July 24, 2024

Font Size Measures: Options and Preferences

What is the Most Important Element in Designing Your Website? When you begin to design that perfect website, what do you think is the very first thing that you should be concerned with? Color? Templates? Graphic design? No. The first thing on the agenda should be font size.

“Font size,” you say? “Why should one be concerned with something as mundane as font size when there’s a whole website to be concerned about? So, you must be joking, right?”

Image Credit: Dekar Font from Fontfabric

Font Size Must Be the First Consideration

Sorry, this is no joke. Font size can, and will, make or break your website. The fact is that if your website is not readable, no one will stick around to try and decipher it, no matter how attractive the site may look at first glance.

The font size needs to be considered with care; a too large font can be just as unreadable as a font that looks like an array of tiny dots, no matter how hard you try to focus.

Four Ways to Consider Font Sizes

Fonts sizes are usually defined in four specific ways:

1. Absolute
2. Relative
3. Length
4. Percentage

Font sizes that are absolute are defined by the user-agent. These include the familiar xx-small all the way to xx-large; the default size usually being the x-medium. When a font size is relative, it means it is relative to the parent element, which makes it either larger, smaller or the exact size.

Length usually means a font that has some absolute measurement, such as an inch or centimeter, while a percentage is an absolute font that is relative to the parent element.

Reader Accessibility is Top Priority

One thing to remember in selecting the correct size for your typography is how accessible it will be to your readers. If your readers are mostly young adults, a smaller size may work but if you are wanting to appeal to a more mature audience, then your best bet is to choose a font size that is not only larger, but extremely readable.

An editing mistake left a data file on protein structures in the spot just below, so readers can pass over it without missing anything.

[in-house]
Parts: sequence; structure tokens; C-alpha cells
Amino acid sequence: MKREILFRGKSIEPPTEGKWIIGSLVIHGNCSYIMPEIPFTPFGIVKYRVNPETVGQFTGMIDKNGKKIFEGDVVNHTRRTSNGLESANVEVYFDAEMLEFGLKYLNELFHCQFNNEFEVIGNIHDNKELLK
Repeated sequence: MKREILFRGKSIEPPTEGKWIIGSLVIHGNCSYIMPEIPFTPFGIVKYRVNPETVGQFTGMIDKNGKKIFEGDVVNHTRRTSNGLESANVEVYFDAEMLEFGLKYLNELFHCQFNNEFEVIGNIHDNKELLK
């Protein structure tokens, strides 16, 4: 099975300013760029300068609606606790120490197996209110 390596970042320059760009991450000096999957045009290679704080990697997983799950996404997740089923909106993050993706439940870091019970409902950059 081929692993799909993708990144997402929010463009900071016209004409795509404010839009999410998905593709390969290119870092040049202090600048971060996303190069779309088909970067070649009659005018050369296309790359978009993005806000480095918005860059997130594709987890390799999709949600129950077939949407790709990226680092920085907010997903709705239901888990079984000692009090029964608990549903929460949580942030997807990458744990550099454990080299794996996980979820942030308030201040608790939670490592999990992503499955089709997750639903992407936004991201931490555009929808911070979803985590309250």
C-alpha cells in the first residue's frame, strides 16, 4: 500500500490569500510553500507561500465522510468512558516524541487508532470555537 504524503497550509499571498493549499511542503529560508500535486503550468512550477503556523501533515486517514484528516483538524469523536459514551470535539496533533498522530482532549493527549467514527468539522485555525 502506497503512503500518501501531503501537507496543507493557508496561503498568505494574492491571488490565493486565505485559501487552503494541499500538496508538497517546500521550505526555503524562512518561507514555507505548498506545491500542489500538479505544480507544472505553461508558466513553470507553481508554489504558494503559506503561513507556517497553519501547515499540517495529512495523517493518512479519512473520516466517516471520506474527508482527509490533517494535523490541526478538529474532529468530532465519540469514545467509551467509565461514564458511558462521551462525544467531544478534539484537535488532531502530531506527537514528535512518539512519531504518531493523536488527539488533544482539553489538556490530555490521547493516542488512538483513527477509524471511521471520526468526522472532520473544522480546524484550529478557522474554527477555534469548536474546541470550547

Ems or Pixels?

A good accessibility trick is to create your design in ems. This function lets your chosen fonts become larger or smaller according to your readers’ individual browsers. Designing in ems allows the size of the font to become relative to the parent element. On most websites this would designate the font to be sized relative to the user’s browser.

One word of caution – one issue to consider in the use of ems is the possibility of not controlling the look of your site. With ems, your website fonts will scale relative to the default size of the browser, which can sometimes create a rather wild font size.

If desiring control over the look of your site is a must, then the alternative, and possibly best option, is to create in pixels. Pixels are the standard and results will usually hold few surprises in the look you want for your website.

Just remember, whatever decisions you make for website viewing, always consider your reading accessibility and the comfort of your visitors. This one area can make or break your website.

Aimee Sway blogs for PrintExpress.co.uk, providing premiere business cards printing services. Follow her on Twitter @PrintExpressUK and like on Facebook!


    1. Richard Reply

      Just remember to set your text elements to 1.6ems.
      16px is considered the best size for general text, which is probably why most browsers default size is 16px.

  1. Buzz Reply

    I agree type size is really important (the same as it is in print)… I must admit I find it a pain to work in ems in anything other than a freeflowing text page.

  2. Mat Reply

    The article is right in saying that font size matters (it does) but it would be more worthwhile if it actually gave tips to help determine if your site needs to be adjusted, and how to do that

    I’m currently designing a site where typography is giving me a headache. It’d be great if I could find some tips on how to fix things to make it read better.

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